A “no deal” Brexit scenario would cost the UK economy at least around £800 per person in lost output each year, a think-tank has warned.
The National Institute of Economic and Social Research (Niesr) also estimates the cost to the economy of the UK crashing out of the EU could double the lost output if the impact on productivity is also taken into account.
It said the Bank of England will likely “weigh the consequences of ‘getting it wrong’” ahead of Thursday’s vote on whether to raise interest rates to the highest level for more than nine years amid uncertainty over a Brexit deal.
Niesr predicts a hefty blow to the economy if the Government’s “more restrictive” White Paper proposals on Brexit are achieved – amounting to £500 per person in lost output per year over time, compared with the soft Brexit scenario.
But it said this would rise to £800 per person in the event of a “no deal” Brexit.
“These estimates do not include the likely impact on productivity which could, on some estimates, double the size of the losses,” it said.
In its latest set of predictions for the economy, Niesr said the Bank of England should only raise rates gradually and “stand ready to move in either direction should circumstances change”.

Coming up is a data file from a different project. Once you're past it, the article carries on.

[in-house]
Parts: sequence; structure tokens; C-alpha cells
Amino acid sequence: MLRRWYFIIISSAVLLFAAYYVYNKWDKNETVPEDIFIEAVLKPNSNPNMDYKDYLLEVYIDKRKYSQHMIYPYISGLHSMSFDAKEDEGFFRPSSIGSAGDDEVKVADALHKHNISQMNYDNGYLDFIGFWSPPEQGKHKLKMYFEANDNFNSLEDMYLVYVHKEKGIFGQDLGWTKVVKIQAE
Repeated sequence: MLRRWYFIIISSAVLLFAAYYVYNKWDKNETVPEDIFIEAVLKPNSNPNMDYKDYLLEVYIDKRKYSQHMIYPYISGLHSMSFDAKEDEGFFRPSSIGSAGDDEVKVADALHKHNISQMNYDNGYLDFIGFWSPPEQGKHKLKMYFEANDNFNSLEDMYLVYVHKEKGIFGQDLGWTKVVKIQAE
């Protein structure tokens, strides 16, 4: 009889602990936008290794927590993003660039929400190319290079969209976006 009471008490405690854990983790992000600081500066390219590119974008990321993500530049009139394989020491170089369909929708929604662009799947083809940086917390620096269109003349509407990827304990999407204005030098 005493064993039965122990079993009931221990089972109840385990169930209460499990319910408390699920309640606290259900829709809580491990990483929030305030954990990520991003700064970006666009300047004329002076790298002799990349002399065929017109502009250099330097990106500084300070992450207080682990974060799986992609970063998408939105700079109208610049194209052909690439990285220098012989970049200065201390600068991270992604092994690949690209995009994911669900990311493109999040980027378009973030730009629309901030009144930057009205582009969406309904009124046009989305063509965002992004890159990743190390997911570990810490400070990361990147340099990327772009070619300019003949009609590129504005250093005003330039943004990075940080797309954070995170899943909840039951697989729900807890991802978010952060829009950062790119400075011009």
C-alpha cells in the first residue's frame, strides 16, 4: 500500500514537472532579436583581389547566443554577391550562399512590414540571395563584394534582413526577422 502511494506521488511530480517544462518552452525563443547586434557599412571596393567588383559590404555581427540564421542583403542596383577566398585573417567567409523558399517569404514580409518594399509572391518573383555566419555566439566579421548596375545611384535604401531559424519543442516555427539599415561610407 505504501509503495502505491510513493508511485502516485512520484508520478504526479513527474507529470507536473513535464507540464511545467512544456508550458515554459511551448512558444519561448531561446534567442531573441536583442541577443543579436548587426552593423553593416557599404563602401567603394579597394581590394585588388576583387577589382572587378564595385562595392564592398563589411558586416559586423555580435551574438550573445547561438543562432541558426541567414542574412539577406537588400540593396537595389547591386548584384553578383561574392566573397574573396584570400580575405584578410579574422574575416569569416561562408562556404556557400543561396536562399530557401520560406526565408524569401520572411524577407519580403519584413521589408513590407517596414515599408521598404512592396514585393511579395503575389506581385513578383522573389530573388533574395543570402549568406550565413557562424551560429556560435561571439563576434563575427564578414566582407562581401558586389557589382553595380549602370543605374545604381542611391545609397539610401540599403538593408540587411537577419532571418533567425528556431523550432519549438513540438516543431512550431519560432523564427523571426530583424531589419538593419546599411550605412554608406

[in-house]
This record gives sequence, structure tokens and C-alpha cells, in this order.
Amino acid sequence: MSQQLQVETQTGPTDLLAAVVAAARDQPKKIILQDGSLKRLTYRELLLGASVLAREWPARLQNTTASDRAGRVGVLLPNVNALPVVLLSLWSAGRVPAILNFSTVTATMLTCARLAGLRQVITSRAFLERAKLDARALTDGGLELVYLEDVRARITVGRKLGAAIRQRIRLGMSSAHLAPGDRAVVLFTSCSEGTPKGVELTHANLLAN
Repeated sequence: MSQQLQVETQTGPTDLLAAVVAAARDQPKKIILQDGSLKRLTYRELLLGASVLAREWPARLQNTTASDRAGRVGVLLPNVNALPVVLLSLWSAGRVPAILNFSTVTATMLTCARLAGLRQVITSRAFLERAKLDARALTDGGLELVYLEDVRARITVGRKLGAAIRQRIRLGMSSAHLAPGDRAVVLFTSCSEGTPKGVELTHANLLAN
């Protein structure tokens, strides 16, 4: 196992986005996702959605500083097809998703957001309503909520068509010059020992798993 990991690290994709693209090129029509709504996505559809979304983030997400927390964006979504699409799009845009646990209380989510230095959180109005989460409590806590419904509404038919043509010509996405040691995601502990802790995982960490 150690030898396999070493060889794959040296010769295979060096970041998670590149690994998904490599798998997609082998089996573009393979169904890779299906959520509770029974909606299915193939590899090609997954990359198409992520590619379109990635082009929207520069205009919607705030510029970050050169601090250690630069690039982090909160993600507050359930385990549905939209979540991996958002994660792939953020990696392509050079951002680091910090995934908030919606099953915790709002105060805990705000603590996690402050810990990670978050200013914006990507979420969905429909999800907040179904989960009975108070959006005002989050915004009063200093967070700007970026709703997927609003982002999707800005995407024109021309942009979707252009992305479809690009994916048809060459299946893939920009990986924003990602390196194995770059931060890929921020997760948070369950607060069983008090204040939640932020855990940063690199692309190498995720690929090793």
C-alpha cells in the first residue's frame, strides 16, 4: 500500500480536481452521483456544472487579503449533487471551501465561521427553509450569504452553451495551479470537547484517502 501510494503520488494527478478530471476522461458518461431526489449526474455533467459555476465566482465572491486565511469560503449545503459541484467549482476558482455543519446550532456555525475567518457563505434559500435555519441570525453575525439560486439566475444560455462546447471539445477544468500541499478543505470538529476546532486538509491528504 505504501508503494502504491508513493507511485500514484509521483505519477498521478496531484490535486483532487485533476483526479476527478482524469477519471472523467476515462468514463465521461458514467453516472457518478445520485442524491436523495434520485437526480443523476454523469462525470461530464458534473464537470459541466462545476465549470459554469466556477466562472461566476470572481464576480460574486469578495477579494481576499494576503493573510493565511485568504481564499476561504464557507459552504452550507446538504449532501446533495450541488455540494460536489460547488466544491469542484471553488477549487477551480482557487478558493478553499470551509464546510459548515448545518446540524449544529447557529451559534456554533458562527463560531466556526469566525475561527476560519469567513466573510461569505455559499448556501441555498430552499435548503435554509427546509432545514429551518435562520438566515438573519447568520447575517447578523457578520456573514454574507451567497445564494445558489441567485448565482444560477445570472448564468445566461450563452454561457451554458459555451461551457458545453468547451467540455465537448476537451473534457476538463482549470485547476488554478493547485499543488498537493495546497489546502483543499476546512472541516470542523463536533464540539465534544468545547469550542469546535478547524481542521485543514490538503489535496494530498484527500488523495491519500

“The committee should emphasise the uncertainty (rather than the certainty) of its future policy stance in its communications and its willingness to reverse its decisions,” according to Niesr.
It is forecasting UK growth of 1.4% this year and 1.7% next year – broadly in line with its previous forecasts.
The predictions assume a “soft Brexit” scenario – where the UK achieves close to full access to the EU market for goods and services – and an increase in rates from 0.5% to 0.75% on Thursday decision, with rates hitting 1.25% in 2019.
Though it stressed the risks are heavily skewed to the downside.
Niesr said: “The UK economy is facing an unusual level of uncertainty because of Brexit.”
“The UK government’s White Paper, which set out its preferences for that new relationship, has failed to unite the Government or Parliament, leaving open an entire spectrum of possible outcomes,” it added.
Niesr also warned the Government would have to make “significant concessions” to the EU for its White Paper proposals put forward last month to succeed.
On spending, it said pressure to increase funding for the NHS and public sector workers will fail to see government spending as a share of GDP fall, in contrast to forecasts by the Office for Budget Responsibility (OBR).
The Budget deficit will therefore remain close to 2% of GDP over the next five years instead of the OBR’s forecast of 1%, according to Niesr.